Area Forecast Discussion
Issued by NWS La Crosse, WI

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FXUS63 KARX 132113

Area Forecast Discussion
National Weather Service La Crosse WI
313 PM CST Mon Nov 13 2017

.SHORT TERM...(This evening through Tuesday)
Issued at 312 PM CST Mon Nov 13 2017

At 3 PM, southerly winds were advecting warm air into the
Upper Mississippi River Valley. The coldest temperatures (mid-30s)
were found in north-central Wisconsin (due to snow cover) and
southwest Wisconsin (due to dense fog earlier in the day).
Elsewhere, temperatures ranged from the upper 30s to mid-40s.

The 285K isentropic surface shows that the lift and moisture
transport will increasing as warm air advection develops across
the region. The HRRR, NAM, and RAP soundings show that the low
level moisture will increase into the 1 to 2 km range by late
evening and then continue into Tuesday. As this occurs, drizzle
will develop. This should occur along and west of the Mississippi
River between 8 PM and midnight. Temperatures will initially fall
into the mid-30s and then slowly rise. As a result, not seeing any
threat for any icing threat.

Meanwhile, in central and north-central Wisconsin, the drizzle
will be develop between midnight and 6 AM. Temperatures at this
time will be likely near 30 with dew points in the upper 20s. This
provide up to a 3 hour period in which freezing drizzle may occur
before the temperatures and dew points rise above freezing; thus,
ending the icing threat. The highest potential for any icing will
be in Clark, Jackson, and Taylor counties. Thought about issuing
a Winter Weather Advisory for this freezing drizzle threat, but
the threat is such a short period decided to go with a Special
Weather Statement instead and monitor how things evolve.

Besides the freezing drizzle threat, another potential threat will
be the development of dense fog. With the SREF not hitting this
hard; thus, confidence was not high enough to add it to the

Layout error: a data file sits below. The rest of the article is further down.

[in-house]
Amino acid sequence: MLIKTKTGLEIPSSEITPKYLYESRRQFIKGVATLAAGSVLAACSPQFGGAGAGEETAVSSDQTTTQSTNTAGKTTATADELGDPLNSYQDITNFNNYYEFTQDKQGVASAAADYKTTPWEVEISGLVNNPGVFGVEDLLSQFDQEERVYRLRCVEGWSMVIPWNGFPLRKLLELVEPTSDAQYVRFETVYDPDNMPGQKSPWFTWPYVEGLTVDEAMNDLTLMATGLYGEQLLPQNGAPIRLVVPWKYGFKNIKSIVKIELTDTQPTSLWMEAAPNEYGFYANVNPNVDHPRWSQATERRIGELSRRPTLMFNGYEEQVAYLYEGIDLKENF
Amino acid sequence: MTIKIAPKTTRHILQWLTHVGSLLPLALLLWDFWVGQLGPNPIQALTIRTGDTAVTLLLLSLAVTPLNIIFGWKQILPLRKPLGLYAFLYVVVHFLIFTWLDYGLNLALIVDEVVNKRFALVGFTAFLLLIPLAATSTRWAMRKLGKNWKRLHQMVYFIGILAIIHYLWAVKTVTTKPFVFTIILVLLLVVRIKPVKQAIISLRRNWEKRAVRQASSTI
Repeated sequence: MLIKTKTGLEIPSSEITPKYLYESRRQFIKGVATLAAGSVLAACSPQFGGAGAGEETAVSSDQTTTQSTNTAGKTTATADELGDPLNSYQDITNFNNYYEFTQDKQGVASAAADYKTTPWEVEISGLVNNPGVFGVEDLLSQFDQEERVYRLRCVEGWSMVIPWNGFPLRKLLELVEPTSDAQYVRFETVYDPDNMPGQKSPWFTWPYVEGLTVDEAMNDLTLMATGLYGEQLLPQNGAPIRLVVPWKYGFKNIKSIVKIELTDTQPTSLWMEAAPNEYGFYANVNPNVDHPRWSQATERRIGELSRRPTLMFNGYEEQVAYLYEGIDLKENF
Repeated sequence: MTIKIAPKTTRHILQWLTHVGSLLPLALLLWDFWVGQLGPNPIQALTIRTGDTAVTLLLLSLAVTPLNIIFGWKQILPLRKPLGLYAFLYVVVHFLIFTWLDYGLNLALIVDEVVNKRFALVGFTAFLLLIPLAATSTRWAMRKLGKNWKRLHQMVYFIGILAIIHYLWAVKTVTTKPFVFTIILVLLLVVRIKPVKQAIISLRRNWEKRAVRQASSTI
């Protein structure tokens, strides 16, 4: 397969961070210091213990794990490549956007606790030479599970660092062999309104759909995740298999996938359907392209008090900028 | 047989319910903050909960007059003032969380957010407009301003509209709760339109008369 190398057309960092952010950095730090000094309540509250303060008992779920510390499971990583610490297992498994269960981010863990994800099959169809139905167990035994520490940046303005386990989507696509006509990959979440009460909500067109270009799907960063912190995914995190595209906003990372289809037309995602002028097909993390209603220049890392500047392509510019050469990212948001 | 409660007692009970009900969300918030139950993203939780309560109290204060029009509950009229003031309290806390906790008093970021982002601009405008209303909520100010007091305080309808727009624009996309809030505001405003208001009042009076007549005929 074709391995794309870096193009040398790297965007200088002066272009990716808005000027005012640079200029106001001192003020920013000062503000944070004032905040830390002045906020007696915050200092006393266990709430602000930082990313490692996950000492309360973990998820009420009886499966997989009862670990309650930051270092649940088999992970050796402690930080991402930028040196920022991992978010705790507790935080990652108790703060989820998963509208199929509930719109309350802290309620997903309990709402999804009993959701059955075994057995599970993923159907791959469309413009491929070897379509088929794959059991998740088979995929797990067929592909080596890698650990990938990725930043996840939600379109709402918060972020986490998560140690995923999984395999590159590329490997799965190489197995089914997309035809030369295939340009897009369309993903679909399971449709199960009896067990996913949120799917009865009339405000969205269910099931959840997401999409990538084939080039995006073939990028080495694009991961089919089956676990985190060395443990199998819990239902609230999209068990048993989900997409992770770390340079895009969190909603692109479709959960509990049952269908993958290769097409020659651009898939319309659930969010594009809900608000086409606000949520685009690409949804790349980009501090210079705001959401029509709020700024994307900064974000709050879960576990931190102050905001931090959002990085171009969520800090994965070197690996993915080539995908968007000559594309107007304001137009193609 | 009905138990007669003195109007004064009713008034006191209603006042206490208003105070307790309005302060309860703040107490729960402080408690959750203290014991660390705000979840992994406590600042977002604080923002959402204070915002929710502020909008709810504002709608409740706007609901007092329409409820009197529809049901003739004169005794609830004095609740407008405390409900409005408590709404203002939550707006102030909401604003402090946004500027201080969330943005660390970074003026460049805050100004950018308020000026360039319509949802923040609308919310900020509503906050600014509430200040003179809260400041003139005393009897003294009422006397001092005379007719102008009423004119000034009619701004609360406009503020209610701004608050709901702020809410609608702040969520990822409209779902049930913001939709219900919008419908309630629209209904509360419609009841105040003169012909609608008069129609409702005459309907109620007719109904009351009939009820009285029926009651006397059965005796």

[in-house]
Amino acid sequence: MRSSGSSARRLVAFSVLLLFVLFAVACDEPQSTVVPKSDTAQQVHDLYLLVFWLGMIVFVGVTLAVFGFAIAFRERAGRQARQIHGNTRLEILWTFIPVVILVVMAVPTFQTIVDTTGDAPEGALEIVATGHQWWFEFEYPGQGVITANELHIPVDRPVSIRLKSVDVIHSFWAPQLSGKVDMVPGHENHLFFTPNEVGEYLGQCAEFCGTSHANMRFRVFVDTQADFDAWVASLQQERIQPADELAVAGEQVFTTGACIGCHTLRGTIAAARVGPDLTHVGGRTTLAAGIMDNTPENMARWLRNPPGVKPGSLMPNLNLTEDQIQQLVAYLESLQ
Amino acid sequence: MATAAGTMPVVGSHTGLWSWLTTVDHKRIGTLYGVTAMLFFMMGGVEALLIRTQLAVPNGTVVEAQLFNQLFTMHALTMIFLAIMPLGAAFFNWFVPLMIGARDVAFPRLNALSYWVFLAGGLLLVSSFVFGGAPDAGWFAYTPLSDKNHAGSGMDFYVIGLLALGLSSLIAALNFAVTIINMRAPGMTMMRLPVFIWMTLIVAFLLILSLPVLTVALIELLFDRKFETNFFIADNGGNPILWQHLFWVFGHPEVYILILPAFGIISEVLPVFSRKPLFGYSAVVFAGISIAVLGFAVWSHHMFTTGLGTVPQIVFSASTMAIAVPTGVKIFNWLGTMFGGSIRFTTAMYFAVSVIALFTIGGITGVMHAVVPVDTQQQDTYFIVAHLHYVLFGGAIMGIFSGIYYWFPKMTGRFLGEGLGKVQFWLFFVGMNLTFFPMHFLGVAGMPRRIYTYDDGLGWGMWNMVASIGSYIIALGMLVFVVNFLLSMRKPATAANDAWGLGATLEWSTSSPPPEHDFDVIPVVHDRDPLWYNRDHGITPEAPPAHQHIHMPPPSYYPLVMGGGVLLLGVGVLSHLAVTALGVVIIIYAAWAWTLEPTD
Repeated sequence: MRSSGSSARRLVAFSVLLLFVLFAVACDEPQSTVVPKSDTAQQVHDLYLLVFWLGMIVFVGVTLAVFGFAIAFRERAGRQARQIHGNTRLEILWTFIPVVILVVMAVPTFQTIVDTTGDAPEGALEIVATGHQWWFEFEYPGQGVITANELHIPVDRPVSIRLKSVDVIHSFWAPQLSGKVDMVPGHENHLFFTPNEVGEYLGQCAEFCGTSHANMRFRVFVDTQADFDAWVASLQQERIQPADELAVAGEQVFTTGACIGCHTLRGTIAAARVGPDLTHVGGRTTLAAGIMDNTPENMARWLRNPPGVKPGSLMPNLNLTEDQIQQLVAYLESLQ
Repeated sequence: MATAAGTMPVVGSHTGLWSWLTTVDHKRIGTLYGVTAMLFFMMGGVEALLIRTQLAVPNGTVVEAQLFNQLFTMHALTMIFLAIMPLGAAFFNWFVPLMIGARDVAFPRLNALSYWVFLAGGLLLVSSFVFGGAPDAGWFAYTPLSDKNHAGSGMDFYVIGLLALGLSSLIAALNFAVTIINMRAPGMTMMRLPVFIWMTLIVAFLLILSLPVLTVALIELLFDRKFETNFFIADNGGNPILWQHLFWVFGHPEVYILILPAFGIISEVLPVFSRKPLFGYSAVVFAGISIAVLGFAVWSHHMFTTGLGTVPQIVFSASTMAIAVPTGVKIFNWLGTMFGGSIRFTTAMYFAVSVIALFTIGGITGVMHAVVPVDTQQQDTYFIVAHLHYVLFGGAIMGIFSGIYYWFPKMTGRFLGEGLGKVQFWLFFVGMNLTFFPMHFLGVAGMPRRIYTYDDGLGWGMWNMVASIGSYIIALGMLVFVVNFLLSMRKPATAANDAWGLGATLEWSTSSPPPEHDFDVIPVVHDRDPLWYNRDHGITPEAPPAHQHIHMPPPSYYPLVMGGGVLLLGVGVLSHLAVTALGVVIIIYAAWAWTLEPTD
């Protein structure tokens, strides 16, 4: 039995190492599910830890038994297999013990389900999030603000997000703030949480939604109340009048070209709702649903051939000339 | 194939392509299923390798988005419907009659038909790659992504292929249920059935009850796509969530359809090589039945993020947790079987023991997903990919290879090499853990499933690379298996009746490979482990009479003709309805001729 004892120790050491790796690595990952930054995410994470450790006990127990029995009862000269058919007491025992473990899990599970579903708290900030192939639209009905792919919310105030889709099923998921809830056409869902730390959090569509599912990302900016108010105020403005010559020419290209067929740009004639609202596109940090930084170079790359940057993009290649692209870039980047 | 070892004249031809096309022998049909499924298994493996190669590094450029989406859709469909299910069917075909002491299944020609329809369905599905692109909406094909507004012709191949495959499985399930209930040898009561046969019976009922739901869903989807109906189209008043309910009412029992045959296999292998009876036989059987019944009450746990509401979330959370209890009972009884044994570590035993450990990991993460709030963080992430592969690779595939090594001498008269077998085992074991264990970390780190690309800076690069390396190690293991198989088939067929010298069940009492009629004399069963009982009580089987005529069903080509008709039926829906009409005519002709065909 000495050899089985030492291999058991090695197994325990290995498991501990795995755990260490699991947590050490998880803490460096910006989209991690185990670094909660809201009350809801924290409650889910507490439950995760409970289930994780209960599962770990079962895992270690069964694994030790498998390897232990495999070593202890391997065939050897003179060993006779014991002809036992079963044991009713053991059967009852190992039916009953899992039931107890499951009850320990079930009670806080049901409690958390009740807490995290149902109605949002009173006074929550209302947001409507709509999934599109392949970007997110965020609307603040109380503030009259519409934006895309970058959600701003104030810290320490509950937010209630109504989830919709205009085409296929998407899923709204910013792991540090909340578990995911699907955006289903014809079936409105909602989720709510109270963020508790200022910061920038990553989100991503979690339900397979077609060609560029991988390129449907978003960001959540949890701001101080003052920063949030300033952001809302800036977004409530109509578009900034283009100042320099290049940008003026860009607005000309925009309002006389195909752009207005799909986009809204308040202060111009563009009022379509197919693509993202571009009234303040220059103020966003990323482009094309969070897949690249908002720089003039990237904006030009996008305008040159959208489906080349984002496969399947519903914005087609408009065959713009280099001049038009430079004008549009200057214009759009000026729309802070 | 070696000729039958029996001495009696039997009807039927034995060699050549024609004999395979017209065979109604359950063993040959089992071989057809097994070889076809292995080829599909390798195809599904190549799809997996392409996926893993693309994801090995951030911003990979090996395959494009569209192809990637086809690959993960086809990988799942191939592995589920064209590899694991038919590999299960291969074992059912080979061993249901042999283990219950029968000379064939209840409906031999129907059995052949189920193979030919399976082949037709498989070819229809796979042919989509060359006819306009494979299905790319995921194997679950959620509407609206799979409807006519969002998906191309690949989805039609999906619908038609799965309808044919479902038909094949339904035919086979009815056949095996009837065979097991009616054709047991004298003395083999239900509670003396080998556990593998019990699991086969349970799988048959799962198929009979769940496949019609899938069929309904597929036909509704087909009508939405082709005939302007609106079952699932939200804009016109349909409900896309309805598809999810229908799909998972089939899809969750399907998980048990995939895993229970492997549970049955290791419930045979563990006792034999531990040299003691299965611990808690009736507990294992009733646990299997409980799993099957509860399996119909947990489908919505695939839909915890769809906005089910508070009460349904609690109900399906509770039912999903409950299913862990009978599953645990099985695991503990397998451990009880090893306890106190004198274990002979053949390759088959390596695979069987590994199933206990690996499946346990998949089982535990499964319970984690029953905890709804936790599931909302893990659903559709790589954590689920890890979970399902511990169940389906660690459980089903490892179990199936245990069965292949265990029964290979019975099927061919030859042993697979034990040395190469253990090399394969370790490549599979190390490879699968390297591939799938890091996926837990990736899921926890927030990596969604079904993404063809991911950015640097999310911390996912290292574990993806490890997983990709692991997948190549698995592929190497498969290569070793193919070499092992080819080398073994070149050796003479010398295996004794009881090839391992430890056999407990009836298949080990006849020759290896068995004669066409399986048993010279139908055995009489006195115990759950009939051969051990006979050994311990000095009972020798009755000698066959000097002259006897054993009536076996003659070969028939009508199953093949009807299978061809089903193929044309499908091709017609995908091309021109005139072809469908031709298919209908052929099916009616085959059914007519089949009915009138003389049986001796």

forecast at this time. This will just be another thing that we
will have to monitor tonight.

The final concern for tonight is whether we are too cold with the
low temperatures along and west of the Mississippi River. Dew
points have been slowly increasing to our south this afternoon and
these higher dew points along with LIFR/IFR clouds will be moving
into this area during the evening. This will limit the cooling.
As a result, expect that our low temperatures will occur this
evening and then they will slowly rise through the remainder of
the night.

On Tuesday, the drizzle will continue as synoptic lift continues
to produce omega in the saturated low levels of the atmosphere.

.LONG TERM...(Tuesday night through Monday)
Issued at 312 PM CST Mon Nov 13 2017

From late Thursday night into Saturday, the 13.12z models
continue to struggle with evolution of a low pressure system that
will be affecting the Upper Mississippi River Valley. The GFS is
faster with its southern stream short wave; thus, more phasing
occurs. As it result it is the fastest at developing its surface
low, producing more QPF, and bringing cold air into the region.
Meanwhile, the Canadian and ECMWF do not have these two waves
phasing until it is well to our southeast. This result in the
colder air moving into the region slower and lighter QPF.


.AVIATION...(For the 18Z TAFS through 18Z Tuesday afternoon)
Issued at 1154 AM CST Mon Nov 13 2017

As the 925 mb and 850 mb moisture transport increases late this
afternoon and tonight, moisture from the Central Plains will surge
northward into the region. Ceilings will quickly become IFR and
LIFR tonight and then continue into Tuesday morning. In addition,
there will be fog advecting into the area. As drizzle develops,
visibilities will drop even further. This should occur at KRST
around 14.00z and KLSE around 14.03z. With temperatures above
freezing, there is no concern with any freezing drizzle at the TAF
sites. However, north of Interstate 94, there will be a concern
of freezing drizzle between midnight and 6 AM.




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